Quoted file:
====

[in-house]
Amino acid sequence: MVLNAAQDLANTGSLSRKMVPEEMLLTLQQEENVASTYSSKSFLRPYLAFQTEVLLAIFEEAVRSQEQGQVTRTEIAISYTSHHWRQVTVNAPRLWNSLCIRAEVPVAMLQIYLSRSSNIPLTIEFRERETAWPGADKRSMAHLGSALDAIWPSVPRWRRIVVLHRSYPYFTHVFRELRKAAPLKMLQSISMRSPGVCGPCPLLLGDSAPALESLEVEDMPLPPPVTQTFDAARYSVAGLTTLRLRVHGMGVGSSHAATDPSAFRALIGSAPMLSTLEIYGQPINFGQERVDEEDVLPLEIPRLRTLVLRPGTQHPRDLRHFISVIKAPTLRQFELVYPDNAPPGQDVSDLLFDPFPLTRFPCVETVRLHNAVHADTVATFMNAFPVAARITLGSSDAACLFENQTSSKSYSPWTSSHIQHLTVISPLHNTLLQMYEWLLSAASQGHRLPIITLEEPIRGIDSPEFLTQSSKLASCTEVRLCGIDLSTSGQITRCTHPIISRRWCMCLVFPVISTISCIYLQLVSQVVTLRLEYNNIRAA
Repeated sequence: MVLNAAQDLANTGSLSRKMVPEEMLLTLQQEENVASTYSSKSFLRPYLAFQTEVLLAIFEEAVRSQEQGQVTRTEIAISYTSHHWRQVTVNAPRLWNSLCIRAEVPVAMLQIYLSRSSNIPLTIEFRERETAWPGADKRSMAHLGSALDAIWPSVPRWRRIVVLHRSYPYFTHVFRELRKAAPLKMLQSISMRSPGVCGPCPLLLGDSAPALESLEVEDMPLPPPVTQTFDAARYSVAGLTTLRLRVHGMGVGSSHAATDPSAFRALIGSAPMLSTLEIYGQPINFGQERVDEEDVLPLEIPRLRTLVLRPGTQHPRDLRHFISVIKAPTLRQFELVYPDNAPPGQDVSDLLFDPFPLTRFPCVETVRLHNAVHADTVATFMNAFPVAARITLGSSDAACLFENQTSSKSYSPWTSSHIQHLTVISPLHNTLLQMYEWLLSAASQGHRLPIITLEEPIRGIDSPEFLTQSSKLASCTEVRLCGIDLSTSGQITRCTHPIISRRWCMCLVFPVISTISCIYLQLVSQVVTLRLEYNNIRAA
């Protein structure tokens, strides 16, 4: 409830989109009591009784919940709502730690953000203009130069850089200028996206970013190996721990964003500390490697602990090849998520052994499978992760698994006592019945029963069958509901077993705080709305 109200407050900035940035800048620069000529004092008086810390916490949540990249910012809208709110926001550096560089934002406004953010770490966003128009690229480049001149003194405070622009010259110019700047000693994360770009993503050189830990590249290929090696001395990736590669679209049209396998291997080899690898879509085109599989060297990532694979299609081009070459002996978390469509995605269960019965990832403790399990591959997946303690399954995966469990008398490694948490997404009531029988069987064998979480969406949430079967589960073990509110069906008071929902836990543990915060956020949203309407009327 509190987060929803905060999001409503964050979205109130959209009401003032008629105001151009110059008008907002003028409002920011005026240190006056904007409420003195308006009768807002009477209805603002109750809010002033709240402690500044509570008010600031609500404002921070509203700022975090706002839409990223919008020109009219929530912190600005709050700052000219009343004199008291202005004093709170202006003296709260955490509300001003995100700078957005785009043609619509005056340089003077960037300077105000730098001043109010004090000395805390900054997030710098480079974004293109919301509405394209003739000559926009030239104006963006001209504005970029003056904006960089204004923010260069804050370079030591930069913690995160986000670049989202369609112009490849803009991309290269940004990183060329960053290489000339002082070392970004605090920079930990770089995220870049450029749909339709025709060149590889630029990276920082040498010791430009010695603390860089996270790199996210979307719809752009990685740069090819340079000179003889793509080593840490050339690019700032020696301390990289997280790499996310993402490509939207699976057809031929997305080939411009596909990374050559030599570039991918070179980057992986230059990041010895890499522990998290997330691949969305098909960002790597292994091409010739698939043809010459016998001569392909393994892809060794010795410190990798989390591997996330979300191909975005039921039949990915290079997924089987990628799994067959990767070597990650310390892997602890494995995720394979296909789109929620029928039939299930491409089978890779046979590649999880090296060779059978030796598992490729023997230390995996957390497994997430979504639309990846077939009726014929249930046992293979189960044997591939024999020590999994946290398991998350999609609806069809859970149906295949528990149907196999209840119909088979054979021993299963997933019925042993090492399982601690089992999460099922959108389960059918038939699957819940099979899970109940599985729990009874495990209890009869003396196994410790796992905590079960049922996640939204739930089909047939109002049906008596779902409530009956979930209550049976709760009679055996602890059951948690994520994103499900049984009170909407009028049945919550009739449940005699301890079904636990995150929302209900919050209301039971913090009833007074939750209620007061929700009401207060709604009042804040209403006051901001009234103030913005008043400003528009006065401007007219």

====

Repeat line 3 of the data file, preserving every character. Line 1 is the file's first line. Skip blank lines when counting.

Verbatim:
Repeated sequence: MVLNAAQDLANTGSLSRKMVPEEMLLTLQQEENVASTYSSKSFLRPYLAFQTEVLLAIFEEAVRSQEQGQVTRTEIAISYTSHHWRQVTVNAPRLWNSLCIRAEVPVAMLQIYLSRSSNIPLTIEFRERETAWPGADKRSMAHLGSALDAIWPSVPRWRRIVVLHRSYPYFTHVFRELRKAAPLKMLQSISMRSPGVCGPCPLLLGDSAPALESLEVEDMPLPPPVTQTFDAARYSVAGLTTLRLRVHGMGVGSSHAATDPSAFRALIGSAPMLSTLEIYGQPINFGQERVDEEDVLPLEIPRLRTLVLRPGTQHPRDLRHFISVIKAPTLRQFELVYPDNAPPGQDVSDLLFDPFPLTRFPCVETVRLHNAVHADTVATFMNAFPVAARITLGSSDAACLFENQTSSKSYSPWTSSHIQHLTVISPLHNTLLQMYEWLLSAASQGHRLPIITLEEPIRGIDSPEFLTQSSKLASCTEVRLCGIDLSTSGQITRCTHPIISRRWCMCLVFPVISTISCIYLQLVSQVVTLRLEYNNIRAA